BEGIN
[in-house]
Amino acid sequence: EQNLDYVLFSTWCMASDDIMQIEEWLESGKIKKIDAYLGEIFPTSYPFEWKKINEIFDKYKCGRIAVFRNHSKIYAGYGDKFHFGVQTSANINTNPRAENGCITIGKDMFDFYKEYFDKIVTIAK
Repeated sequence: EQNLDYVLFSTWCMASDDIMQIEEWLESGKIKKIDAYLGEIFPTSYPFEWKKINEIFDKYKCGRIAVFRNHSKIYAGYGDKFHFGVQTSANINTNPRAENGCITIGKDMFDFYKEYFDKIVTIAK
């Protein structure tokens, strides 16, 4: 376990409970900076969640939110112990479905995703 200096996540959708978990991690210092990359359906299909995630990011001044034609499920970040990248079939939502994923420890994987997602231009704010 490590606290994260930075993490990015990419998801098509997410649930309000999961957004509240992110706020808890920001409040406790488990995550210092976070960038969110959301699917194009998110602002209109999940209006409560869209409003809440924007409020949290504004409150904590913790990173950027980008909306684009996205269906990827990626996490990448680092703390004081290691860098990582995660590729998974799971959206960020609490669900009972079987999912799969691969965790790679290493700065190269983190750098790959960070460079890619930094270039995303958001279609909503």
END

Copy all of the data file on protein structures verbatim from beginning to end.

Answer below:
[in-house]
Amino acid sequence: EQNLDYVLFSTWCMASDDIMQIEEWLESGKIKKIDAYLGEIFPTSYPFEWKKINEIFDKYKCGRIAVFRNHSKIYAGYGDKFHFGVQTSANINTNPRAENGCITIGKDMFDFYKEYFDKIVTIAK
Repeated sequence: EQNLDYVLFSTWCMASDDIMQIEEWLESGKIKKIDAYLGEIFPTSYPFEWKKINEIFDKYKCGRIAVFRNHSKIYAGYGDKFHFGVQTSANINTNPRAENGCITIGKDMFDFYKEYFDKIVTIAK
């Protein structure tokens, strides 16, 4: 376990409970900076969640939110112990479905995703 200096996540959708978990991690210092990359359906299909995630990011001044034609499920970040990248079939939502994923420890994987997602231009704010 490590606290994260930075993490990015990419998801098509997410649930309000999961957004509240992110706020808890920001409040406790488990995550210092976070960038969110959301699917194009998110602002209109999940209006409560869209409003809440924007409020949290504004409150904590913790990173950027980008909306684009996205269906990827990626996490990448680092703390004081290691860098990582995660590729998974799971959206960020609490669900009972079987999912799969691969965790790679290493700065190269983190750098790959960070460079890619930094270039995303958001279609909503």